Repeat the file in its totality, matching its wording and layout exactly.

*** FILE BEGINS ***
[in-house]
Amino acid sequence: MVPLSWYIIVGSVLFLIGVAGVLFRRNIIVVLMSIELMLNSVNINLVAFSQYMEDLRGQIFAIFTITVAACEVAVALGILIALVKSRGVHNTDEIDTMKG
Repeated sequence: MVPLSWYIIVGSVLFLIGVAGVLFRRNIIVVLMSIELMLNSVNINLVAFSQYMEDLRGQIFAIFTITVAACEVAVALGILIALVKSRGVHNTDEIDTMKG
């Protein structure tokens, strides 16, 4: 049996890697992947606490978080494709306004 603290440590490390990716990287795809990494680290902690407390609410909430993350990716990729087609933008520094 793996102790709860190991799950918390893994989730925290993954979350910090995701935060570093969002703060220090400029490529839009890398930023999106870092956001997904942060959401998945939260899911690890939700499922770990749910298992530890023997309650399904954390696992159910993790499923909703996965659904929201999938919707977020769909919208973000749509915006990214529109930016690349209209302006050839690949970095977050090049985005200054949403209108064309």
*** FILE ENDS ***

[in-house]
Amino acid sequence: MVPLSWYIIVGSVLFLIGVAGVLFRRNIIVVLMSIELMLNSVNINLVAFSQYMEDLRGQIFAIFTITVAACEVAVALGILIALVKSRGVHNTDEIDTMKG
Repeated sequence: MVPLSWYIIVGSVLFLIGVAGVLFRRNIIVVLMSIELMLNSVNINLVAFSQYMEDLRGQIFAIFTITVAACEVAVALGILIALVKSRGVHNTDEIDTMKG
């Protein structure tokens, strides 16, 4: 049996890697992947606490978080494709306004 603290440590490390990716990287795809990494680290902690407390609410909430993350990716990729087609933008520094 793996102790709860190991799950918390893994989730925290993954979350910090995701935060570093969002703060220090400029490529839009890398930023999106870092956001997904942060959401998945939260899911690890939700499922770990749910298992530890023997309650399904954390696992159910993790499923909703996965659904929201999938919707977020769909919208973000749509915006990214529109930016690349209209302006050839690949970095977050090049985005200054949403209108064309």